Lead and Crime
On the WKSU Sound of Ideas on August 11, 2023, panelists on the weekly news roundup struggled to get their heads around the complexity of youth violence, but everytime someone suggested "it's complicated" the host said "but we have to act now". Unfortunately long term solutions require long term investments. We can't solve climate change with a couple of snowstorms.
When we're thinking about how to describe the Lead-crime hypothesis, we need to know how this idea sounds to the average viewer. Channel 19 has posted their coverage of the BBCI/BLMCC demonstration at City Hall on YouTube. It is interesting to see the skepticism by the viewers. Their reactions can help us shape the message.
One study which was done at CWRU found "Children with elevated lead levels were 25-30% more likely to enter the juvenile justice system; and 34% more likely to be incarcerated as adults (age 18 to 23)." Alas, this seems like a "seat of the pants" study that was never published in a scientific journal. Still, the results seem to mirror one of the most recent meta-studies of lead and crime.
Other links to Lead and crime
Lead and Crime revisited: 2 new studies
August 1, 2023, PLOS Global Public Health. The association between lead exposure and crime: A systematic review. "Our review, in conjunction with the available biological evidence, suggests that an excess risk for criminal behavior in adulthood exists when an individual is exposed to lead in utero or in the early years of childhood."
Wait. there's more
The Lead Crime Hypothesis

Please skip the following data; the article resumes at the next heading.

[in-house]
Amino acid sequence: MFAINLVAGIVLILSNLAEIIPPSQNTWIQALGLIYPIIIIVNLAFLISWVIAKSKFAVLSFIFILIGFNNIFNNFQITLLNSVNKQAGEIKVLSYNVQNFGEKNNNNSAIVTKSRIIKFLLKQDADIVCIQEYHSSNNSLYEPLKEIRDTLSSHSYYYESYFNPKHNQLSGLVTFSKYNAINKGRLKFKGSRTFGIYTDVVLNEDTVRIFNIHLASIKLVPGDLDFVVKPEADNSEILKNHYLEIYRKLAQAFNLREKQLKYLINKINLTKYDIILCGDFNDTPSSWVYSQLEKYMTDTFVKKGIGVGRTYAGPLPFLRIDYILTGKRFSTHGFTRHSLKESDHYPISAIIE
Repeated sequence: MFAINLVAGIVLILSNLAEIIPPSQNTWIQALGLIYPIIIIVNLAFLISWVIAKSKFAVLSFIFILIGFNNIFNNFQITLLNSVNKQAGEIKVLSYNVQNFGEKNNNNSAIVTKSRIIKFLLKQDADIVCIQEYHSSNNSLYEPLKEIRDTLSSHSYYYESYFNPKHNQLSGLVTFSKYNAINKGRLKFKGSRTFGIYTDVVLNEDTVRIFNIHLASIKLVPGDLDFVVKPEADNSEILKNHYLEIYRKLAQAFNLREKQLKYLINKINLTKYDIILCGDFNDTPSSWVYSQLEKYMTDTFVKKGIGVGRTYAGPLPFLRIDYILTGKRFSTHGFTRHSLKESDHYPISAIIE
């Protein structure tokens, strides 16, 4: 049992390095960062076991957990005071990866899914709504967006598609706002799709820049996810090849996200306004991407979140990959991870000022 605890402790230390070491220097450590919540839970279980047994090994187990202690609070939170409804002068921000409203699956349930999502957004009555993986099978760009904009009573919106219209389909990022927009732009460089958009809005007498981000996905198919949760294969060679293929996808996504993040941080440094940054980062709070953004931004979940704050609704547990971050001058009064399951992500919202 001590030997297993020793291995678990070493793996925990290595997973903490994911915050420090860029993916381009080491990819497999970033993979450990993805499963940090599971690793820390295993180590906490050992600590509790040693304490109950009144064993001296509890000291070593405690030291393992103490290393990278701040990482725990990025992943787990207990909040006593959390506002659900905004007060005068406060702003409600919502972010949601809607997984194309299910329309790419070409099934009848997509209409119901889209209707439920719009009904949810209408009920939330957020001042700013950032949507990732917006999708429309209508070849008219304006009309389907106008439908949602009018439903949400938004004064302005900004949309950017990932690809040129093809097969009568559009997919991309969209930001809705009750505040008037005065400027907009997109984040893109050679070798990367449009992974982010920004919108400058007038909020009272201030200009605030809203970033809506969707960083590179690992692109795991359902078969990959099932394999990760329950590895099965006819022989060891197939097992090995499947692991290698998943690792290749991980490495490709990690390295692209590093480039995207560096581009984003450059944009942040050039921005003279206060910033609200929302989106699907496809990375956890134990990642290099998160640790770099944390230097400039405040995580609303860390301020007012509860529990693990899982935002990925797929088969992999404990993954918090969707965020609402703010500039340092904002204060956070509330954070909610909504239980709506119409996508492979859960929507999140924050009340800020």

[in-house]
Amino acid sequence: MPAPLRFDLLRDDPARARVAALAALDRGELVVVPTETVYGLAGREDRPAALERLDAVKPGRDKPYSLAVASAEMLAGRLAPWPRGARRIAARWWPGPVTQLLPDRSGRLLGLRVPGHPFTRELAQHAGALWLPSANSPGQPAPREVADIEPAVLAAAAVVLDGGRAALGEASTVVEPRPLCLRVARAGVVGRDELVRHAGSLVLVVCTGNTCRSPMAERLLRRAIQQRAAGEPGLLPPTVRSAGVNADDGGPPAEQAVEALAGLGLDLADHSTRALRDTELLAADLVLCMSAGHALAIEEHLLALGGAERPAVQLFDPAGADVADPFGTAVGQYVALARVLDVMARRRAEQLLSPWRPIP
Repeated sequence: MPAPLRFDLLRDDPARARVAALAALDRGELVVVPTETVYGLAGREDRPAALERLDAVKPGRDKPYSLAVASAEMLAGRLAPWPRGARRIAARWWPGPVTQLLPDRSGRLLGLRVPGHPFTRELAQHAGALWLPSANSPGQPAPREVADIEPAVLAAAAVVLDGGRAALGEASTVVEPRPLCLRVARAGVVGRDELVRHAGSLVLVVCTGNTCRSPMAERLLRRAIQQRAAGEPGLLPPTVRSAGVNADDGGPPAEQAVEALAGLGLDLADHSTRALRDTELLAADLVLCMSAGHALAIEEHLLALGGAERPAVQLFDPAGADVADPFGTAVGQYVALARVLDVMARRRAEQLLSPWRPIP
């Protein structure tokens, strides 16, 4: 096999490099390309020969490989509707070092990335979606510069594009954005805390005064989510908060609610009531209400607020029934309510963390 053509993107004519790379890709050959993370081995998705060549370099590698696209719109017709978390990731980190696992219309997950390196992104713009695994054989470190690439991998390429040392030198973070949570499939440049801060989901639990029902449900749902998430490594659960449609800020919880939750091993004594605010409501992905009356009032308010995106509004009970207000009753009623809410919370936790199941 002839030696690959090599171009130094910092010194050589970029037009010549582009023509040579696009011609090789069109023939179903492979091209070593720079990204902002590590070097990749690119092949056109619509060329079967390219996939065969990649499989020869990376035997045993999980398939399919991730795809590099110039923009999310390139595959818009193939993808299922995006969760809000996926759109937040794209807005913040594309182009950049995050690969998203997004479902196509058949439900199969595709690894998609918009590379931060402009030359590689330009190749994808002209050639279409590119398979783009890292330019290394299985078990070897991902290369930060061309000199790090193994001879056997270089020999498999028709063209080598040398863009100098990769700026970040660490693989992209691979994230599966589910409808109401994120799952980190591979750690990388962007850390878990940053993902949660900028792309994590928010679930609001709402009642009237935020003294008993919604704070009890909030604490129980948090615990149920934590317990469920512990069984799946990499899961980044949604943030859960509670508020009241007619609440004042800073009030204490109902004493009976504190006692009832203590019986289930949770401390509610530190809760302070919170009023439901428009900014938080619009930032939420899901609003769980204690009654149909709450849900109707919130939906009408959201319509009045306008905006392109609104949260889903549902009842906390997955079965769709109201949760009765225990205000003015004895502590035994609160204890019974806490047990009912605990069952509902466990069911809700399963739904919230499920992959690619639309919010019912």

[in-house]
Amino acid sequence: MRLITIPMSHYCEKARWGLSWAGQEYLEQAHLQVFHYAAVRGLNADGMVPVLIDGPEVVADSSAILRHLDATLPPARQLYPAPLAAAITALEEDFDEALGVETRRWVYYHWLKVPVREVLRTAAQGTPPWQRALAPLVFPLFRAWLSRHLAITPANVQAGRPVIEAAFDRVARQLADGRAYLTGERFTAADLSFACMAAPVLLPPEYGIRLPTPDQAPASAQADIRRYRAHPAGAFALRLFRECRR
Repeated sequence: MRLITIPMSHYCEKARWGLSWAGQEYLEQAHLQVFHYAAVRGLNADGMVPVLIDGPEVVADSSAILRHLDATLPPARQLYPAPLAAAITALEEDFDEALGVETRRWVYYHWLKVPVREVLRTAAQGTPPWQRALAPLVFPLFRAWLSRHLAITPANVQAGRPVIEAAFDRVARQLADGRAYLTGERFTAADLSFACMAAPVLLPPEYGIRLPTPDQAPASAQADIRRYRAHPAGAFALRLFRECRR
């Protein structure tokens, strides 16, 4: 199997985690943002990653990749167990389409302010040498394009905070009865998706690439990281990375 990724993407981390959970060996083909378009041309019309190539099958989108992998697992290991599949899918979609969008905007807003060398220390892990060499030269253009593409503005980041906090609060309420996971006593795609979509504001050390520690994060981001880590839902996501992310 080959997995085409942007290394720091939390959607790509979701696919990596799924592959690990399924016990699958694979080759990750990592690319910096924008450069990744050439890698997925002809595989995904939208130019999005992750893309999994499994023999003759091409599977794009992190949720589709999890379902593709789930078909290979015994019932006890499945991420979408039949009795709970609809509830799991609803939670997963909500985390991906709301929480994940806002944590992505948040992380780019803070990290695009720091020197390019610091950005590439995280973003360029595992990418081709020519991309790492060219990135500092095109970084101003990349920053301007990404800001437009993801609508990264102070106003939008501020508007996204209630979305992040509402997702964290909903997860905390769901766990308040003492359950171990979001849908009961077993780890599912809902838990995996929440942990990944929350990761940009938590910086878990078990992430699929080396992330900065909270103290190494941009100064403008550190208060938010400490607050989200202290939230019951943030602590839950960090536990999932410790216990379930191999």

The cause of urban crime is complicated. For a long time childhood lead poisoning was linked to teen/young adult violence. This is called the Lead Crime Hypothesis. Now, a new meta-study (an analysis of past studies) says: "Our estimates suggest the abatement of lead pollution may be responsible for 7–28% of the fall in homicide in the US. Given the historically higher urban lead levels, reduced lead pollution accounted for 6–20% of the convergence in US urban and rural crime rates. Lead increases crime, but does not explain the majority of the fall in crime observed in some countries in the 20th century."
When policy makers suggest shotspotter cameras, more mental health services, and better policing...they are missing key factors: early identification of lead exposure, prompt mitigation of neurological damage and removal of lead hazards from housing, soil, and water. A 6-20% connection between lead and crime is serious.
CLASH cites Robert Sampson about the continuing impact of lead exposure on African American communities: "Lead toxicity is therefore a pathway through which environmental inequality literally gets into the mind and body, with both individual and social consequences. Its eradication is a central component of tackling broader racial and other social inequalities in human development."
In an interview with Vital City, Dr. Sampson sees removal of lead as a keystone for social and environmental justice. "Lead exposure is another pathway that has contributed to not just racial inequality but all kinds of inequalities among children, such as cognitive deficits and behavioral problems. When I first saw the map of the distribution of lead poisoning among kids in Chicago, I almost fell out of my chair because it was so stark, so concentrated, so racially segregated — more so than poverty. But the positive story is that the public health department in Chicago was incredibly aggressive about forcing landlords to remove lead paint in housing. And the lead levels just plummeted over time. It’s still true that poor neighborhoods and African American neighborhoods still have higher levels, but levels are so much lower for everybody, that has to be taken as good news. It’s not a perfect world, but it has improved in this way."
From CLASH's point of view, Cleveland and surrounding suburbs should be just as aggressive with lead hazard control.